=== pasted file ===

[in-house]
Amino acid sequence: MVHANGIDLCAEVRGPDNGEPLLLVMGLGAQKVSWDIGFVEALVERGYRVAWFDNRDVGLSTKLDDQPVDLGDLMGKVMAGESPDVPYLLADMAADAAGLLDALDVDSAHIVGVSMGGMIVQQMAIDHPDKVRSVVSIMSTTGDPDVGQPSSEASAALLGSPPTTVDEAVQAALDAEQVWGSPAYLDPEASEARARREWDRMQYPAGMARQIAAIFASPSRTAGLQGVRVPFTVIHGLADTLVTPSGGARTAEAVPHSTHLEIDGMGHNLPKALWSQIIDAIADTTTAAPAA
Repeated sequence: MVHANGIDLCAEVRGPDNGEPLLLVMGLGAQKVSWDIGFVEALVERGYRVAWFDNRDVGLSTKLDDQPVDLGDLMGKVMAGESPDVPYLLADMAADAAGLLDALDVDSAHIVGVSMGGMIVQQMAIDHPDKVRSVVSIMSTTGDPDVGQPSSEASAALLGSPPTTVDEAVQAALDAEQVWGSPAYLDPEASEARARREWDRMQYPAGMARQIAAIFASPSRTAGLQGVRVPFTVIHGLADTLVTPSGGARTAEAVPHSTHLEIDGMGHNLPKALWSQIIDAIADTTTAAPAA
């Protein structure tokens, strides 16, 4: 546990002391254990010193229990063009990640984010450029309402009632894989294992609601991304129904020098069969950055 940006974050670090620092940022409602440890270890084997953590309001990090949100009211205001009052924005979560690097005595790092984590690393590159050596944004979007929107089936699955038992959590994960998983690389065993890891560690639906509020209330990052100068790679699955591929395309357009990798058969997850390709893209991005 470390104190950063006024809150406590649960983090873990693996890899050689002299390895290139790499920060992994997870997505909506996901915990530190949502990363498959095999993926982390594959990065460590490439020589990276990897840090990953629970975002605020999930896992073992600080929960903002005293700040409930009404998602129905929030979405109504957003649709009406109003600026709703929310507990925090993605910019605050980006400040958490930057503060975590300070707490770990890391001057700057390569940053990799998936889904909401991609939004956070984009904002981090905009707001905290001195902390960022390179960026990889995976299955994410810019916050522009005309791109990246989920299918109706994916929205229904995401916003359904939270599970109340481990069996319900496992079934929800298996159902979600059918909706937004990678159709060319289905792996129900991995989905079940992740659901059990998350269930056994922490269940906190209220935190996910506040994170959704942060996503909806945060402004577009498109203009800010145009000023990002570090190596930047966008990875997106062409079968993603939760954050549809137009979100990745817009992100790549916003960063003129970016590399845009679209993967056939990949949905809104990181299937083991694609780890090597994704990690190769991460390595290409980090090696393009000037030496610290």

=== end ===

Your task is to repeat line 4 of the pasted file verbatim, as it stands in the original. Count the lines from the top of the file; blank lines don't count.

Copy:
């Protein structure tokens, strides 16, 4: 546990002391254990010193229990063009990640984010450029309402009632894989294992609601991304129904020098069969950055 940006974050670090620092940022409602440890270890084997953590309001990090949100009211205001009052924005979560690097005595790092984590690393590159050596944004979007929107089936699955038992959590994960998983690389065993890891560690639906509020209330990052100068790679699955591929395309357009990798058969997850390709893209991005 470390104190950063006024809150406590649960983090873990693996890899050689002299390895290139790499920060992994997870997505909506996901915990530190949502990363498959095999993926982390594959990065460590490439020589990276990897840090990953629970975002605020999930896992073992600080929960903002005293700040409930009404998602129905929030979405109504957003649709009406109003600026709703929310507990925090993605910019605050980006400040958490930057503060975590300070707490770990890391001057700057390569940053990799998936889904909401991609939004956070984009904002981090905009707001905290001195902390960022390179960026990889995976299955994410810019916050522009005309791109990246989920299918109706994916929205229904995401916003359904939270599970109340481990069996319900496992079934929800298996159902979600059918909706937004990678159709060319289905792996129900991995989905079940992740659901059990998350269930056994922490269940906190209220935190996910506040994170959704942060996503909806945060402004577009498109203009800010145009000023990002570090190596930047966008990875997106062409079968993603939760954050549809137009979100990745817009992100790549916003960063003129970016590399845009679209993967056939990949949905809104990181299937083991694609780890090597994704990690190769991460390595290409980090090696393009000037030496610290």